Finally, Candide and Martin come within sight of the coast of France. Candide asks Martin about France, and Martin replies that it is filled with terrible people: some too stupid, some too cunning, some slanderers, and some fanatics. Candide further questions Martin about his beliefs, asking him whether or not mankind has been evil throughout its history, or only in recent times. Martin responds sarcastically, asking if Candide believes “that hawks have always eaten pigeons.” Candide responds that there is a difference: men have free will.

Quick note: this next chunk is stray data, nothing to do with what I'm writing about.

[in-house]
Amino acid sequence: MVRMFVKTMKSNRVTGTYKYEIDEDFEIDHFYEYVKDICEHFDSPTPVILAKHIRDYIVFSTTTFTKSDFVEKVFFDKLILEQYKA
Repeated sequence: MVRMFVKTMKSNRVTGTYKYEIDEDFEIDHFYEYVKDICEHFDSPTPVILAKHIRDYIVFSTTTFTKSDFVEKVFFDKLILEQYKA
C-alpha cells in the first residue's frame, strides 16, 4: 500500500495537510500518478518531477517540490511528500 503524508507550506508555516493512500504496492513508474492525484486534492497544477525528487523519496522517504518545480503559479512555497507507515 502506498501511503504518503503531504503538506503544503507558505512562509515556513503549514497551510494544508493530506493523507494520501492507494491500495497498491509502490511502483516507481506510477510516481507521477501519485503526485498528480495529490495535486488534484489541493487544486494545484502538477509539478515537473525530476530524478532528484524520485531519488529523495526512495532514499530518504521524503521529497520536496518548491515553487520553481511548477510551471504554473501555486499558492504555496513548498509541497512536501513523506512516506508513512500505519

The voyage back to Europe is a mirror image of the voyage to the New World. While the first was filled with hope and optimism, the second is darkened by Martin's low opinion of the French. Candide's optimism begins, here, to become more refined. By asking the question of whether or not human beings have always done evil, he implies that we might be able to stop. In other words, although we do not live in “the best of all possible worlds,” we still might be able to create it. Martin does not think so: he doesn't believe that human nature can change.